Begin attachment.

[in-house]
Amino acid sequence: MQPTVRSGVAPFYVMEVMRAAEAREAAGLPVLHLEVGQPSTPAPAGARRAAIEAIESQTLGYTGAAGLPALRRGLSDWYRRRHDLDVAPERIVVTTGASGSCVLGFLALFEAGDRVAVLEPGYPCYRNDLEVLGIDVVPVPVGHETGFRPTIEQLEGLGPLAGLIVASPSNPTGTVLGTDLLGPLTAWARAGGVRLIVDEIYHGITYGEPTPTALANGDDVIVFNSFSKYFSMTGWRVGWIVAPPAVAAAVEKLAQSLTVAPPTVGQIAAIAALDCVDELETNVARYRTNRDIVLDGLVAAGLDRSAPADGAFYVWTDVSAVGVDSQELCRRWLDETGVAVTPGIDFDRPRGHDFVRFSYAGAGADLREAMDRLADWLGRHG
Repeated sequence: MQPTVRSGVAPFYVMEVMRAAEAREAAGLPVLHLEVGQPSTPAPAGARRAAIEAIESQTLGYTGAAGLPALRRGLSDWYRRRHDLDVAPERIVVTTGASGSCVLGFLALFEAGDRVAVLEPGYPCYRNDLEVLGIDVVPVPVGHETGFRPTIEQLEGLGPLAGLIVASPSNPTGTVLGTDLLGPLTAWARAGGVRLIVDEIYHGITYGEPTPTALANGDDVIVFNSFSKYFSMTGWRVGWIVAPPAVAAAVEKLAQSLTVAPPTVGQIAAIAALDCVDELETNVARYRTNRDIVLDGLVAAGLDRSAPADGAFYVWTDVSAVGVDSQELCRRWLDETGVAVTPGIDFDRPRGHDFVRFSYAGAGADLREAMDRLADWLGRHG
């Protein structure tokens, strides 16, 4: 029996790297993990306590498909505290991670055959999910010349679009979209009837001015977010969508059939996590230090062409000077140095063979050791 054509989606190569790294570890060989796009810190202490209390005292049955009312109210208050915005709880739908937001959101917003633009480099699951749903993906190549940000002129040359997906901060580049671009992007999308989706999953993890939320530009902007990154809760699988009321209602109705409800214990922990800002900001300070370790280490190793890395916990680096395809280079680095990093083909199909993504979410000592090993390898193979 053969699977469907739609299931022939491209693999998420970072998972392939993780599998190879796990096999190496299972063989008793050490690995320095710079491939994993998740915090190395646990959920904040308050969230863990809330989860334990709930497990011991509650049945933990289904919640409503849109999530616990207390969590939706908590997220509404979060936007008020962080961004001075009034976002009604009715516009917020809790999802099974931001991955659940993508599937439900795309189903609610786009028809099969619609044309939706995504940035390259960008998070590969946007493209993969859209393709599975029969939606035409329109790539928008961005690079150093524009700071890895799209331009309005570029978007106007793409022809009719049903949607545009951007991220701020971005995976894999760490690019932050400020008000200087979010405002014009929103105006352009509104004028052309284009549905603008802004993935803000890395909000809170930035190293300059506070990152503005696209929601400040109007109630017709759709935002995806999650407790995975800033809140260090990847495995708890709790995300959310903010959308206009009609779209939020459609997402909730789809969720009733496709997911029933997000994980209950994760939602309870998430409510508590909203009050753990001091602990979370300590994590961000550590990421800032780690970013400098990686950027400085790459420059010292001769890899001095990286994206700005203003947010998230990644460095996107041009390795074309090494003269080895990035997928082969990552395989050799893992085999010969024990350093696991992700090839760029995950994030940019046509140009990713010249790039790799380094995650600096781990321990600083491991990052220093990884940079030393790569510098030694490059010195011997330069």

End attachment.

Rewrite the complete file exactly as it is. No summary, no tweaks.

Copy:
[in-house]
Amino acid sequence: MQPTVRSGVAPFYVMEVMRAAEAREAAGLPVLHLEVGQPSTPAPAGARRAAIEAIESQTLGYTGAAGLPALRRGLSDWYRRRHDLDVAPERIVVTTGASGSCVLGFLALFEAGDRVAVLEPGYPCYRNDLEVLGIDVVPVPVGHETGFRPTIEQLEGLGPLAGLIVASPSNPTGTVLGTDLLGPLTAWARAGGVRLIVDEIYHGITYGEPTPTALANGDDVIVFNSFSKYFSMTGWRVGWIVAPPAVAAAVEKLAQSLTVAPPTVGQIAAIAALDCVDELETNVARYRTNRDIVLDGLVAAGLDRSAPADGAFYVWTDVSAVGVDSQELCRRWLDETGVAVTPGIDFDRPRGHDFVRFSYAGAGADLREAMDRLADWLGRHG
Repeated sequence: MQPTVRSGVAPFYVMEVMRAAEAREAAGLPVLHLEVGQPSTPAPAGARRAAIEAIESQTLGYTGAAGLPALRRGLSDWYRRRHDLDVAPERIVVTTGASGSCVLGFLALFEAGDRVAVLEPGYPCYRNDLEVLGIDVVPVPVGHETGFRPTIEQLEGLGPLAGLIVASPSNPTGTVLGTDLLGPLTAWARAGGVRLIVDEIYHGITYGEPTPTALANGDDVIVFNSFSKYFSMTGWRVGWIVAPPAVAAAVEKLAQSLTVAPPTVGQIAAIAALDCVDELETNVARYRTNRDIVLDGLVAAGLDRSAPADGAFYVWTDVSAVGVDSQELCRRWLDETGVAVTPGIDFDRPRGHDFVRFSYAGAGADLREAMDRLADWLGRHG
């Protein structure tokens, strides 16, 4: 029996790297993990306590498909505290991670055959999910010349679009979209009837001015977010969508059939996590230090062409000077140095063979050791 054509989606190569790294570890060989796009810190202490209390005292049955009312109210208050915005709880739908937001959101917003633009480099699951749903993906190549940000002129040359997906901060580049671009992007999308989706999953993890939320530009902007990154809760699988009321209602109705409800214990922990800002900001300070370790280490190793890395916990680096395809280079680095990093083909199909993504979410000592090993390898193979 053969699977469907739609299931022939491209693999998420970072998972392939993780599998190879796990096999190496299972063989008793050490690995320095710079491939994993998740915090190395646990959920904040308050969230863990809330989860334990709930497990011991509650049945933990289904919640409503849109999530616990207390969590939706908590997220509404979060936007008020962080961004001075009034976002009604009715516009917020809790999802099974931001991955659940993508599937439900795309189903609610786009028809099969619609044309939706995504940035390259960008998070590969946007493209993969859209393709599975029969939606035409329109790539928008961005690079150093524009700071890895799209331009309005570029978007106007793409022809009719049903949607545009951007991220701020971005995976894999760490690019932050400020008000200087979010405002014009929103105006352009509104004028052309284009549905603008802004993935803000890395909000809170930035190293300059506070990152503005696209929601400040109007109630017709759709935002995806999650407790995975800033809140260090990847495995708890709790995300959310903010959308206009009609779209939020459609997402909730789809969720009733496709997911029933997000994980209950994760939602309870998430409510508590909203009050753990001091602990979370300590994590961000550590990421800032780690970013400098990686950027400085790459420059010292001769890899001095990286994206700005203003947010998230990644460095996107041009390795074309090494003269080895990035997928082969990552395989050799893992085999010969024990350093696991992700090839760029995950994030940019046509140009990713010249790039790799380094995650600096781990321990600083491991990052220093990884940079030393790569510098030694490059010195011997330069």